Collecting the folklore and uses of plants


0271.  Statue of King Charles II decorated with an oak wreath, All Saints’ Church, Northampton, Oak Apple Day, 29 May 2015.

2.  My friend who as a child lived in Wolverton (Milton Keynes), Buckinghamshire, remembers her mother drying acorns and grinding them and dosing people to deal with constipation [Lichfield, Staffordshire, April 2015].

3.  ‘Pews in church should be oak, otherwise God does not hear the prayers.’  Arthur Evans, in charge of Borsdane Wood, Westhoughton, Lancashire, c. 1960s, after a tour of the wood would tell this story and say that the pews in Westhoughton church were not oak (they were pine), and that is why God did not hear Westhoughton people’s prayers [South East London Folklore Society, Borough, London, March 2014].

0014. Founder’s Day at the Royal Hospital Chelsea: My father was Lieutenant Governor of the Royal Hospital from 1953 to 1957, my family lived there and we attended every Founder’s Day Parade …         Founder’s Day celebrates Charles II’s escape from Cromwell’s soldiers and his subsequent escape to France where he lived until the restoration in 1660. In 1651 Charles’s soldiers were defeated by Cromwell’s army at the Battle of Worcester and Charles hid in an oak tree, hence the boughs of oak round the statue and the sprigs of oak worn by the pensioners. Charles II was Founder of the Royal Hospital, although it was not completed in his lifetime. It was built to provide a home for retired soldiers in the same way that Greenwich, which was built earlier, provided for retired sailors. On Founder’s Day the pensioners parade on their red coats and black tricorne hats, they give three cheers for their Founder, and the salute is taken by a high ranking service officer or a member of the Royal Family. It is a splendid and rather moving occasion, some pensioners remain seated, some march past rather slowly, but with dignity, their coats exactly matching the geraniums massed in huge lead tubs round the Figure Court [Keyhaven, Hampshire, December 2003].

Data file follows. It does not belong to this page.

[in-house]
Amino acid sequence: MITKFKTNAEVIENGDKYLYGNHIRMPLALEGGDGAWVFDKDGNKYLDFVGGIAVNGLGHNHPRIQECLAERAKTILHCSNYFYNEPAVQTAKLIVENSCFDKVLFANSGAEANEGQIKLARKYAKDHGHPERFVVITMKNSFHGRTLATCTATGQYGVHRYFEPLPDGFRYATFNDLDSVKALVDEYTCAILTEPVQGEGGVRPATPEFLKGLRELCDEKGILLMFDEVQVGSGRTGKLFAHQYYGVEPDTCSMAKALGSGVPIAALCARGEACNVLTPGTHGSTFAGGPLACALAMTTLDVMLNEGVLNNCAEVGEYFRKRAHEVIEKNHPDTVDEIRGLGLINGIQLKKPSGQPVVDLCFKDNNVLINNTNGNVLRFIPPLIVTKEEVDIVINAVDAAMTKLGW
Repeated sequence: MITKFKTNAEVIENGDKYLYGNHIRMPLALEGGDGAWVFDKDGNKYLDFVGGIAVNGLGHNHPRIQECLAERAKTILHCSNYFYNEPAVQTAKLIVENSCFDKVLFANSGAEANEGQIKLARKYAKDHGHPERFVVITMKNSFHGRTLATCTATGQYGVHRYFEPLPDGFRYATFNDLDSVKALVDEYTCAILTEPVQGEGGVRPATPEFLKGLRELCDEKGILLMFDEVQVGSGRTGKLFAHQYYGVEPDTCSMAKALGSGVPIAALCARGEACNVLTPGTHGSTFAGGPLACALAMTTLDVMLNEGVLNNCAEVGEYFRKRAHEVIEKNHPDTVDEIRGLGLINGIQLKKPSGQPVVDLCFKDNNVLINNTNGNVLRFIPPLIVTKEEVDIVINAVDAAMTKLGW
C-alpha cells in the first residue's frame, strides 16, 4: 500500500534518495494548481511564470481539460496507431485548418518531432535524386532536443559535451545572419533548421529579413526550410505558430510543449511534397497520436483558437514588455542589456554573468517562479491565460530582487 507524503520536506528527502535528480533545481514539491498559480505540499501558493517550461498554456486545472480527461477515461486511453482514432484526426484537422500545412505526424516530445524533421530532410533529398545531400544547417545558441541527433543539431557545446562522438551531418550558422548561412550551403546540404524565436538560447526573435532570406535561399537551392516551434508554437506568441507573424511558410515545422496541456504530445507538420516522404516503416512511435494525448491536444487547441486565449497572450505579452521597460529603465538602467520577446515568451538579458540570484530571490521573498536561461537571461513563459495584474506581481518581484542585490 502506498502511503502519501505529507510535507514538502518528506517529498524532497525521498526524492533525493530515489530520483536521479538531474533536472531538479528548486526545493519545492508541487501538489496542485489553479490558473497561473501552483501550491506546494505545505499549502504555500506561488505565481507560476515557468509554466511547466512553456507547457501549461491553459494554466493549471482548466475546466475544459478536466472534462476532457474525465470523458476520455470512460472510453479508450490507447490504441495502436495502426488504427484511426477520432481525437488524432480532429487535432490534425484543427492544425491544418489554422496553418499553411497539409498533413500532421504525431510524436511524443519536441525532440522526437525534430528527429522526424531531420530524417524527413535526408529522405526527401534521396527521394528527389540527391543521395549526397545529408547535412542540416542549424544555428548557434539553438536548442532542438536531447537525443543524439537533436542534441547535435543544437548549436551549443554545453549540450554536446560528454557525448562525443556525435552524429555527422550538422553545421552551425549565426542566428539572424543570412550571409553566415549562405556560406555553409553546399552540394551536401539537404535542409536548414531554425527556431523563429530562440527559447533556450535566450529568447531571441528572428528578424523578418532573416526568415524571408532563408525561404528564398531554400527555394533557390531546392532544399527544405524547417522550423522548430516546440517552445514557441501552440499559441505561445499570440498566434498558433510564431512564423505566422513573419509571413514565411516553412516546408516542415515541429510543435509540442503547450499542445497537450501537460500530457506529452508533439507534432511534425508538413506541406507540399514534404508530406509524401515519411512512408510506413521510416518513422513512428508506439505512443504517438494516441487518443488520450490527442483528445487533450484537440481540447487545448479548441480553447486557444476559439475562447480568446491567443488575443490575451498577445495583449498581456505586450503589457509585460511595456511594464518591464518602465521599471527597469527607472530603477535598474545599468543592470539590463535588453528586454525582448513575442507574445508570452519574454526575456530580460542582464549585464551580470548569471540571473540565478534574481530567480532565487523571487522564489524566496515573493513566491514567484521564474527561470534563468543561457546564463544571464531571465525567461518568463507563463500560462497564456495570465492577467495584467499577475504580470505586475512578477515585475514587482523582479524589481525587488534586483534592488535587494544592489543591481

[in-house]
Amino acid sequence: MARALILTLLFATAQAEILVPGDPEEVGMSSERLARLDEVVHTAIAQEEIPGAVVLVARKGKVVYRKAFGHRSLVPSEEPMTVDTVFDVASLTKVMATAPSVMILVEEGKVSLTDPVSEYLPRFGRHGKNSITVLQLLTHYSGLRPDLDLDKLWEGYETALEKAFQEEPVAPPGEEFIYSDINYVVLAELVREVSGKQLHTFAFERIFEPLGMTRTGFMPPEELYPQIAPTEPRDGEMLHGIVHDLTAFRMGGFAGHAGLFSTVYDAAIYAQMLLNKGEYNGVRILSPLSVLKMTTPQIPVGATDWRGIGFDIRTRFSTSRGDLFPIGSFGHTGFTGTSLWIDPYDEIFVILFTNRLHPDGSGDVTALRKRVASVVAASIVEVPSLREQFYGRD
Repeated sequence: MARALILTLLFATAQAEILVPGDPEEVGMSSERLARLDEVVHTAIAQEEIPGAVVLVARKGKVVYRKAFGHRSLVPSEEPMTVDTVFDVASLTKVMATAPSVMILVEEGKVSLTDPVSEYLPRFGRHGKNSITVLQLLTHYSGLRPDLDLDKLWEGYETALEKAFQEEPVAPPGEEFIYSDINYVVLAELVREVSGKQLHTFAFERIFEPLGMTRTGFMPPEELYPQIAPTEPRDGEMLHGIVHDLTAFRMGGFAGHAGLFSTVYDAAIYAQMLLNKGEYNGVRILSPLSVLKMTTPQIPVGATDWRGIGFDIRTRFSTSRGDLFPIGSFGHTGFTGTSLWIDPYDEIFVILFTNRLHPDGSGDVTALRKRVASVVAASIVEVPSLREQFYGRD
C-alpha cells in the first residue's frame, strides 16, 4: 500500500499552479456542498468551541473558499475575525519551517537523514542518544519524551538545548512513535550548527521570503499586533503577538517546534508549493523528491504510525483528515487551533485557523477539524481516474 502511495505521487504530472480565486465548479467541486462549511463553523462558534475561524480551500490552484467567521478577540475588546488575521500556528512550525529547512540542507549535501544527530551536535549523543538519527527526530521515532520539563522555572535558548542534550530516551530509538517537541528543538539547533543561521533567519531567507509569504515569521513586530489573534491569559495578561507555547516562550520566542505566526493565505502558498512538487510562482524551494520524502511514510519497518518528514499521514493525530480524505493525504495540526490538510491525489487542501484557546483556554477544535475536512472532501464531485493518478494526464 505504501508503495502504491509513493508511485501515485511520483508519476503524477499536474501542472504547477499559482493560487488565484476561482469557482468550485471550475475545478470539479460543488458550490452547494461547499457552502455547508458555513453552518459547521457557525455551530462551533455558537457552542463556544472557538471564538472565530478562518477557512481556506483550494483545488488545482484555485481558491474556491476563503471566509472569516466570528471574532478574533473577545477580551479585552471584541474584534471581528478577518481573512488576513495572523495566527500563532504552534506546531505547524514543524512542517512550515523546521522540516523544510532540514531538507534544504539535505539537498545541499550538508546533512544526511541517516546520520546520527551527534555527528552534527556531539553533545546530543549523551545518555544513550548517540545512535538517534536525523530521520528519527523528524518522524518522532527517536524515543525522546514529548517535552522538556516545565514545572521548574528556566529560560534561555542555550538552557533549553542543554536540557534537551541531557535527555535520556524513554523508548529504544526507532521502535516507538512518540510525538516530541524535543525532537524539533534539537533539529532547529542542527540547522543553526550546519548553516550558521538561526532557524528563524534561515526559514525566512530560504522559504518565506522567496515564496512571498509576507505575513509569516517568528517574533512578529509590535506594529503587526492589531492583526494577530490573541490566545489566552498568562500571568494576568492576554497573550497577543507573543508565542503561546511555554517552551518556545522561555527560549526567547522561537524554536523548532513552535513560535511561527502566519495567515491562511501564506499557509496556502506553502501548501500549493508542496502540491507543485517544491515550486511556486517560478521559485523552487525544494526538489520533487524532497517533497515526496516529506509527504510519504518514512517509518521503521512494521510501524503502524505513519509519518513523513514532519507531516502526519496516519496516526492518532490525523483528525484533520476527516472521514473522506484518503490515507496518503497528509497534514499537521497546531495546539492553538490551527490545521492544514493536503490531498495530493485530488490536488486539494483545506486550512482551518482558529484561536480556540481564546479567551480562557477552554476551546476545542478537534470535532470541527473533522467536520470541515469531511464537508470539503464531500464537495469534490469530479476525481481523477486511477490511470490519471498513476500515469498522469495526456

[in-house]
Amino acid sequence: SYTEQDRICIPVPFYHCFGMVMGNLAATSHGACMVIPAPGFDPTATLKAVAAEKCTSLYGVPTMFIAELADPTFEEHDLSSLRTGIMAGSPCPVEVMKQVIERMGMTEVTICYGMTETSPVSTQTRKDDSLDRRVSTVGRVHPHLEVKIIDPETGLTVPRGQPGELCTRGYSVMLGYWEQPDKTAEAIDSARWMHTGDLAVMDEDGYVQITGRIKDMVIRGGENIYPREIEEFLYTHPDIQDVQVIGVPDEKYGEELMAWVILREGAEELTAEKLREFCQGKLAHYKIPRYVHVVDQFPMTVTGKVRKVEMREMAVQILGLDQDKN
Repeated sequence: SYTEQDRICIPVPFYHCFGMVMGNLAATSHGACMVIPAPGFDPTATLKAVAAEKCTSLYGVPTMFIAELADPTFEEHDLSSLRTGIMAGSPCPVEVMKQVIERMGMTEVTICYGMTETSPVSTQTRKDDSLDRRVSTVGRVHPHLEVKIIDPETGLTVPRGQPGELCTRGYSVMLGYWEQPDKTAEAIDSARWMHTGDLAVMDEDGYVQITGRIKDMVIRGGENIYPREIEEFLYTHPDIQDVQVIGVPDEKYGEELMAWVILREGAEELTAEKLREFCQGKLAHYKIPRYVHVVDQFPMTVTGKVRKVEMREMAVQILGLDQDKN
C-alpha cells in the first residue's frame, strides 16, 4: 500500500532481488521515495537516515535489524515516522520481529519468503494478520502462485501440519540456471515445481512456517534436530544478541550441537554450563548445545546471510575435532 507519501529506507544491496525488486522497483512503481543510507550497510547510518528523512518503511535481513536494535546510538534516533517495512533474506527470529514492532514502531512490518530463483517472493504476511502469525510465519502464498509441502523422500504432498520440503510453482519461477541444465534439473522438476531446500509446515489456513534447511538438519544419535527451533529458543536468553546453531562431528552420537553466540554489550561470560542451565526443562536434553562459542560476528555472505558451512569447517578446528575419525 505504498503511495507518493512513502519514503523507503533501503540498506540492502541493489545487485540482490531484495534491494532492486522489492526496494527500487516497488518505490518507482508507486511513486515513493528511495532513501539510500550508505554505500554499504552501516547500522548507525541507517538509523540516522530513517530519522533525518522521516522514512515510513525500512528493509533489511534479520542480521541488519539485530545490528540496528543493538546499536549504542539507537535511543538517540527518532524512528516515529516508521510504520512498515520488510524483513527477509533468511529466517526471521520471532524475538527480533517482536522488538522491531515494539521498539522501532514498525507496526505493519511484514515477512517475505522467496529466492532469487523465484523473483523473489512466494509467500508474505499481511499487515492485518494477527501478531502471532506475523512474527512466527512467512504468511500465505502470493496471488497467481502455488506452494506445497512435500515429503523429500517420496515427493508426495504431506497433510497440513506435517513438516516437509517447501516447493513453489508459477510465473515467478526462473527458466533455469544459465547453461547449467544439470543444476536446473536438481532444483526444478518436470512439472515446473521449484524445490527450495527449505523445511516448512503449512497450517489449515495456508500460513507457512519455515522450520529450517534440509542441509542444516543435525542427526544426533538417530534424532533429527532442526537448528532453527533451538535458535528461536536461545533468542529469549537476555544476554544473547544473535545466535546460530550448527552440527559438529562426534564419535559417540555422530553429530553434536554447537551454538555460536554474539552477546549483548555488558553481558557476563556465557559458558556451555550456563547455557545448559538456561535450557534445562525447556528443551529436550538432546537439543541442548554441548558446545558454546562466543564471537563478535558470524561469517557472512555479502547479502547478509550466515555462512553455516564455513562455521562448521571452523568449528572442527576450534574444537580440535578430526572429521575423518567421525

2014-10-22 15.14.545. Many years ago when I kept dairy goats … for diarrhoea I fed them oak leaves [Chapelhope, Selkirk, April 2002].

6. I have been told that shaping the knob on the cord of a window-blind into an acorn keeps lightning away (Berkshire, 1940; Somerset/Avon, 1951) [Union Mills, Isle of Man, March 1998].

7. Oak and Nettle Day, 29 May, was observed in my village primary school. Anyone who came to school without a sprig of oak (which had to be English oak, Quercus robur, not easy to find on the moorland) was thoroughly nettled by the older boys, a painful experience in the days of short trousers and short skirts [Rolleston-on-Dove, Staffordshire, February 1998].

8. If the oak is out before the ash
We shall only have a splash;
If the ash is out before the oak
We shall surely have a soak
[Tickhill, South Yorkshire, February 1998].
0679. [North Kesteven, Lincolnshire] Acorn in apron pocket to prevent rheumatism [Alvingham, Lincolnshire, October 1994].

Images: main, Chess Valley, Hertfordshire, March 2014;  upper middle inset, Chelsea Pensioners marching past the oak-covered statue of Charles II, Founder’s Day 1921; lower middle inset, planted, Battersea Park, London Borough of Wandsworth, October 2014; lowest inset, Manningtree, Essex, September 2015.